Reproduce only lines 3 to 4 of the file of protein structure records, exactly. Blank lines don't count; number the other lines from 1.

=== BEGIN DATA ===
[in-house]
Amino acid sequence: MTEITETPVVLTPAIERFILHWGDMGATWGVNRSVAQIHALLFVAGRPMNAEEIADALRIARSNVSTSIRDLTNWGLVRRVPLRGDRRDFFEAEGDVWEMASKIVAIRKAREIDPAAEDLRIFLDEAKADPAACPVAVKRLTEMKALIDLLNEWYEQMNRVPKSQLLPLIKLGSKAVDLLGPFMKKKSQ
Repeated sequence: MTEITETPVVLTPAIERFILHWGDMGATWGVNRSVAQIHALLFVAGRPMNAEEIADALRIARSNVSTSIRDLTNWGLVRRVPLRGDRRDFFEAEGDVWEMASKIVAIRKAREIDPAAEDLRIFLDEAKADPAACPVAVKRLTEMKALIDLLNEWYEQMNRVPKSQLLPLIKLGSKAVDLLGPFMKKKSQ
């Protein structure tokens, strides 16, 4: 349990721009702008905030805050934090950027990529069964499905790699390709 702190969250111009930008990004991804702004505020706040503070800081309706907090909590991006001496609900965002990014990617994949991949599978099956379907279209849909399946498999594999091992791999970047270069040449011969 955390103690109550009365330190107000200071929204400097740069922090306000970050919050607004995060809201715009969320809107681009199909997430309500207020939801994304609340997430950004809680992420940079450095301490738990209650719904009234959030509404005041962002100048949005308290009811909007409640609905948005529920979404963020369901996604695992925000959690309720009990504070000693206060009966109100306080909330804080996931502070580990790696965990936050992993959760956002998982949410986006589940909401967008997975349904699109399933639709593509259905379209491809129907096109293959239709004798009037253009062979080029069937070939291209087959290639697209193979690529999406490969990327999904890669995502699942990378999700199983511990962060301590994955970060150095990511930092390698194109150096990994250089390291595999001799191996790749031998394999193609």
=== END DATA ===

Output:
Repeated sequence: MTEITETPVVLTPAIERFILHWGDMGATWGVNRSVAQIHALLFVAGRPMNAEEIADALRIARSNVSTSIRDLTNWGLVRRVPLRGDRRDFFEAEGDVWEMASKIVAIRKAREIDPAAEDLRIFLDEAKADPAACPVAVKRLTEMKALIDLLNEWYEQMNRVPKSQLLPLIKLGSKAVDLLGPFMKKKSQ
């Protein structure tokens, strides 16, 4: 349990721009702008905030805050934090950027990529069964499905790699390709 702190969250111009930008990004991804702004505020706040503070800081309706907090909590991006001496609900965002990014990617994949991949599978099956379907279209849909399946498999594999091992791999970047270069040449011969 955390103690109550009365330190107000200071929204400097740069922090306000970050919050607004995060809201715009969320809107681009199909997430309500207020939801994304609340997430950004809680992420940079450095301490738990209650719904009234959030509404005041962002100048949005308290009811909007409640609905948005529920979404963020369901996604695992925000959690309720009990504070000693206060009966109100306080909330804080996931502070580990790696965990936050992993959760956002998982949410986006589940909401967008997975349904699109399933639709593509259905379209491809129907096109293959239709004798009037253009062979080029069937070939291209087959290639697209193979690529999406490969990327999904890669995502699942990378999700199983511990962060301590994955970060150095990511930092390698194109150096990994250089390291595999001799191996790749031998394999193609």